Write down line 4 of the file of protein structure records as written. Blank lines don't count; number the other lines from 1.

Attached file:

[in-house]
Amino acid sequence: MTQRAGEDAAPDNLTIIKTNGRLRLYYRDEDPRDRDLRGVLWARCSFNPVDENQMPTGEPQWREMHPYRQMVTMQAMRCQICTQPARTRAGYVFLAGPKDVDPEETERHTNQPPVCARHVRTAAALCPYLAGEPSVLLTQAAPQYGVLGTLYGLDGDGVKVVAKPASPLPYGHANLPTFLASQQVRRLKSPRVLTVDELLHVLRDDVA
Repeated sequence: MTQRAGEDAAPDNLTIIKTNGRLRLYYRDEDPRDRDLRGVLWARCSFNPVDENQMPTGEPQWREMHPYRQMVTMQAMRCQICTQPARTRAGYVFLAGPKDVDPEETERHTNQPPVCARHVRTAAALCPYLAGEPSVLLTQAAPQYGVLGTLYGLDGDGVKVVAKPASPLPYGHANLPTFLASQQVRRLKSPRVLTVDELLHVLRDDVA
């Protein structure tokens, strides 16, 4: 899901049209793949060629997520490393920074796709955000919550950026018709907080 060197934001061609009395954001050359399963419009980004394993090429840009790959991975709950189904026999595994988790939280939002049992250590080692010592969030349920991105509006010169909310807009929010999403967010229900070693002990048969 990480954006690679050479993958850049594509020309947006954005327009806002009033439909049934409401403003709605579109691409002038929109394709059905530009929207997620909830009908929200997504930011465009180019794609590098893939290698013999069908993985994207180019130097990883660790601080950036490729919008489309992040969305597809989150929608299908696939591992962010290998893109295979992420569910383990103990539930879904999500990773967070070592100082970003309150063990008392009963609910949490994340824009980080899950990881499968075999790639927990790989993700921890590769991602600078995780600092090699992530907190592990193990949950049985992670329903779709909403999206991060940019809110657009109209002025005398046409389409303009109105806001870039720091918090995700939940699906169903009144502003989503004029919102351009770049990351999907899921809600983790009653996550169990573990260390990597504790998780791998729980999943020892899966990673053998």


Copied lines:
């Protein structure tokens, strides 16, 4: 899901049209793949060629997520490393920074796709955000919550950026018709907080 060197934001061609009395954001050359399963419009980004394993090429840009790959991975709950189904026999595994988790939280939002049992250590080692010592969030349920991105509006010169909310807009929010999403967010229900070693002990048969 990480954006690679050479993958850049594509020309947006954005327009806002009033439909049934409401403003709605579109691409002038929109394709059905530009929207997620909830009908929200997504930011465009180019794609590098893939290698013999069908993985994207180019130097990883660790601080950036490729919008489309992040969305597809989150929608299908696939591992962010290998893109295979992420569910383990103990539930879904999500990773967070070592100082970003309150063990008392009963609910949490994340824009980080899950990881499968075999790639927990790989993700921890590769991602600078995780600092090699992530907190592990193990949950049985992670329903779709909403999206991060940019809110657009109209002025005398046409389409303009109105806001870039720091918090995700939940699906169903009144502003989503004029919102351009770049990351999907899921809600983790009653996550169990573990260390990597504790998780791998729980999943020892899966990673053998």